DOT Crews Work Through Night To Repair I-95 After Tanker Accident
Posted January 11, 2005
SELMA, N.C. — Northbound lanes of Interstate 95 near Selma are open again 25 hours after a fiery tanker crash forced a section of the highway to close.
A tanker transporting diesel fuel north on Interstate 95 tumbled off the road and burst into flames at about 10:16 a.m., fatally injuring the driver.
Carroll R. Langston, 61, of Clayton, died Monday evening at the North Carolina Jaycee Burn Center in Chapel Hill.
The tanker, registered to Daughtridge Oil Co. of Rocky Mount, was carrying 9,000 gallons of diesel fuel when it crashed and expoded.
The Highway Patrol said initial investigations indicate that Langston may have been going too fast.
Northbound lanes reopened at about 11 a.m. on Tuesday.
North and southbound lanes of I-95 were closed for much of Monday and traffic was detoured. Southbound traffic resumed Monday afternoon.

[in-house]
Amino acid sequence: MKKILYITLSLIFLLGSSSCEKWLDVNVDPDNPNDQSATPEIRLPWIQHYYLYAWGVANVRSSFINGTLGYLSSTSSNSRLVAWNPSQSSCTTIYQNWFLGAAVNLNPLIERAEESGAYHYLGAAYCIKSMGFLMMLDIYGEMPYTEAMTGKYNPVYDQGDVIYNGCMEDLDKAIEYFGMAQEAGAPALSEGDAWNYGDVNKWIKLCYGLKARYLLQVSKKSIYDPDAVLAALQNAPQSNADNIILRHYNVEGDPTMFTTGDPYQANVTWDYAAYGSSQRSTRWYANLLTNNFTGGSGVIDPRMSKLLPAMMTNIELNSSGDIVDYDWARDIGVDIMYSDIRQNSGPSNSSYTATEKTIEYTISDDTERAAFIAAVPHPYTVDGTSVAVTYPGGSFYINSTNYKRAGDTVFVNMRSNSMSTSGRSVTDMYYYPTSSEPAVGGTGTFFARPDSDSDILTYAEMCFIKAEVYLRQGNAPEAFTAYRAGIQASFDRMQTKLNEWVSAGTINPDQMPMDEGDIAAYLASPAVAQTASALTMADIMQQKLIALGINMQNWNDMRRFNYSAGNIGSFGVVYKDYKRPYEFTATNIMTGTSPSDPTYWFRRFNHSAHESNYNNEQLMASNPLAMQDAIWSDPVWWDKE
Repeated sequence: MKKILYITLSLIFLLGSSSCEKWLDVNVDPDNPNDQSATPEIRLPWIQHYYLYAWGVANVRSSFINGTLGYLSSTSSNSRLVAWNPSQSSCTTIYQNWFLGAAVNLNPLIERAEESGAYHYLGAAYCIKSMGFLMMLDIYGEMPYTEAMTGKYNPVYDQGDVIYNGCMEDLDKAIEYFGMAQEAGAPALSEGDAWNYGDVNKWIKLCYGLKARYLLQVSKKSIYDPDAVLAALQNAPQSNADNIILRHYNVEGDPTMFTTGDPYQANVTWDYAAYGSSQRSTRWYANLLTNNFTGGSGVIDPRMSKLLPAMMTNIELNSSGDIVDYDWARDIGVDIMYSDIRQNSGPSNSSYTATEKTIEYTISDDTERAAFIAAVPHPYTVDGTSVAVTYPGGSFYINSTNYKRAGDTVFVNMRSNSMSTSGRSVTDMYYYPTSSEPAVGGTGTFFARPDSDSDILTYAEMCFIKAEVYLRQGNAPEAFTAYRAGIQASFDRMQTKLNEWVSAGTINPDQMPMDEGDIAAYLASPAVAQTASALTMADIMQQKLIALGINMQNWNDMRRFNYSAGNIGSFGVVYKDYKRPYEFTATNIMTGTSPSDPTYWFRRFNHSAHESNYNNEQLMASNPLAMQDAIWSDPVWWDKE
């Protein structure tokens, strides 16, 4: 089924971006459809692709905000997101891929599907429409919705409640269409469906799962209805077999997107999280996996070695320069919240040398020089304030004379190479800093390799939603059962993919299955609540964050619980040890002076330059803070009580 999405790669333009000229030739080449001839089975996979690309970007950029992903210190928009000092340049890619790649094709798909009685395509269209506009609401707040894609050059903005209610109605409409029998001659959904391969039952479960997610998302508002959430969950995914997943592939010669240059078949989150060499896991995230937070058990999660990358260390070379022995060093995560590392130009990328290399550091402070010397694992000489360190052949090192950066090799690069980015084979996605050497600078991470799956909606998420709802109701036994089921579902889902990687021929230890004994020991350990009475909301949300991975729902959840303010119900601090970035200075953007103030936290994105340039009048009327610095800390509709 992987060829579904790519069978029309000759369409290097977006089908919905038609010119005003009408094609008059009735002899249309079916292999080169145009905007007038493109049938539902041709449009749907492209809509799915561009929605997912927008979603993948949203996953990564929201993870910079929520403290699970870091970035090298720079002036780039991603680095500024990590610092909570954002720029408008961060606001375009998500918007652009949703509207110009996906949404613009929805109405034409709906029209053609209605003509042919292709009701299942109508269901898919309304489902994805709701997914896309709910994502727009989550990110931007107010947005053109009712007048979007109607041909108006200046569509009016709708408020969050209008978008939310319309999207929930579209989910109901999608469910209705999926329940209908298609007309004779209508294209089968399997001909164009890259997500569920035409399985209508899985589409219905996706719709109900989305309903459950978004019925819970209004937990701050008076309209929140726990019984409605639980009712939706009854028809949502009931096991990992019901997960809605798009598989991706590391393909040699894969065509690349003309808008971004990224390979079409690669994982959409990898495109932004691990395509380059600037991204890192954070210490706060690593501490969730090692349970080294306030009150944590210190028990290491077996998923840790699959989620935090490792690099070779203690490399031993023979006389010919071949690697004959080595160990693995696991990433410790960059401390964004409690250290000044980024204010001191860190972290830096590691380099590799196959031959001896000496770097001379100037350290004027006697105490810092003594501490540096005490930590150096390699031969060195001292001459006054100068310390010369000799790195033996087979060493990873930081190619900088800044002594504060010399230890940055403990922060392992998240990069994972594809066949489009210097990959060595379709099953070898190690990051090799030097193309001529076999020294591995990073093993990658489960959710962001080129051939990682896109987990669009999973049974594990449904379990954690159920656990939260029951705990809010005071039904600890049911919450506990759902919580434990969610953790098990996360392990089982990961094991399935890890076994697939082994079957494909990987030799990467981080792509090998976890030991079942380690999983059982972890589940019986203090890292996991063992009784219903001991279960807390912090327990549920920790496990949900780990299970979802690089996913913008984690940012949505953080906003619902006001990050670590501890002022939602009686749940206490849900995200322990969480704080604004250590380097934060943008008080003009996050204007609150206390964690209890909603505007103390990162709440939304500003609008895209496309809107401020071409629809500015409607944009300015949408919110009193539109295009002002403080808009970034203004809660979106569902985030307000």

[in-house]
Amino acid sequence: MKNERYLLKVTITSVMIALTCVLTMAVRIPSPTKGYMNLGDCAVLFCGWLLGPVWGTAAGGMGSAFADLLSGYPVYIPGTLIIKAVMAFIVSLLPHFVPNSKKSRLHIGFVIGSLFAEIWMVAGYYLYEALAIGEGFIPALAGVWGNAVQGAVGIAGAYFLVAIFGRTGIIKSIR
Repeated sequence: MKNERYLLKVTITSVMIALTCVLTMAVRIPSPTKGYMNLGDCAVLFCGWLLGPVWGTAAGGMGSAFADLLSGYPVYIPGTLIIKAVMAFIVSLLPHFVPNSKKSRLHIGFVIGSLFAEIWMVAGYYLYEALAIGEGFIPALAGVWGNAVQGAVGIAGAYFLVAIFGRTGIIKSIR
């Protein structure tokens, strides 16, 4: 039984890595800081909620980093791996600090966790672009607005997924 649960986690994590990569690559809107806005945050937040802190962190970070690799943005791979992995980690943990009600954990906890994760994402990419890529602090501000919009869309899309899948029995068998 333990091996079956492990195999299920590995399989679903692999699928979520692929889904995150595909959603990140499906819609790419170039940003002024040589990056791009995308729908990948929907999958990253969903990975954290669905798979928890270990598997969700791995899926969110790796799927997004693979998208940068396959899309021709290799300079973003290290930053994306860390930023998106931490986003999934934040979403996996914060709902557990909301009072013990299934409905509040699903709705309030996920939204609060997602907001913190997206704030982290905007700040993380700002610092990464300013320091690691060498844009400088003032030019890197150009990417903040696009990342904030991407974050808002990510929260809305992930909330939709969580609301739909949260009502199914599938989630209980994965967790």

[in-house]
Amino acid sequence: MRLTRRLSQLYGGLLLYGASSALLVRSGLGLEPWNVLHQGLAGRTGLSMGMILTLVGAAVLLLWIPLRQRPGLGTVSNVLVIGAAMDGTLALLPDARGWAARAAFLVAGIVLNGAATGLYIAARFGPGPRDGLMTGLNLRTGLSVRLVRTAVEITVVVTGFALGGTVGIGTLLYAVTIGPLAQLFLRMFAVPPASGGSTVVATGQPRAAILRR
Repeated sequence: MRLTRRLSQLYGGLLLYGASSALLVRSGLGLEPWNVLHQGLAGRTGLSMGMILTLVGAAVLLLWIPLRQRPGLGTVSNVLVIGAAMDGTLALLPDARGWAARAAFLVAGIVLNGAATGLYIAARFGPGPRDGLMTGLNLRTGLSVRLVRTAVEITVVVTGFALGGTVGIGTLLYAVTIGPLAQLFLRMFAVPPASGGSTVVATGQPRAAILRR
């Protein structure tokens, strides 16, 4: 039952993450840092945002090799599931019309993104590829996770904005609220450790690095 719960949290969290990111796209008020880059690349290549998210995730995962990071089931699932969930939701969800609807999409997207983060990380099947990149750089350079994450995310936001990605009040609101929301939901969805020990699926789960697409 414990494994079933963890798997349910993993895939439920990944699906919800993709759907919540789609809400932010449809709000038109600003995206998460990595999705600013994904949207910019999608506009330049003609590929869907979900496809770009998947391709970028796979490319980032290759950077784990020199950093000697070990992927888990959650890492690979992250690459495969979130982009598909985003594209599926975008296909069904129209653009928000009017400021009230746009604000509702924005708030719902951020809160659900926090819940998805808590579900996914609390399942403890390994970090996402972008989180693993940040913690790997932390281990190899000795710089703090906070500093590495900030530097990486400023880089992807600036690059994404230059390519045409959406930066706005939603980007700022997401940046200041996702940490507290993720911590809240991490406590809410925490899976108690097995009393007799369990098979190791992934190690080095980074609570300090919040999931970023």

It took more than three hours for the fire to burn itself out, melting asphalt off the top the highway and leaving a crater 8 inches deep.
State road crews removed the scorched pavement and resurfaced the roadway before the DOT gave the all clear and traffic was able to resume.
DOT engineer Bryant Bunn said the Highway 70 bridge above the exit did not suffer damage, and there are no problems with the newly paved surface.
DOT crews moved soil contaminated by foam used to fight the fire and diesel fuel.
Fire crews said they did not use foam earlier in the fire due to runoff that could have forced the closure of southbound lanes.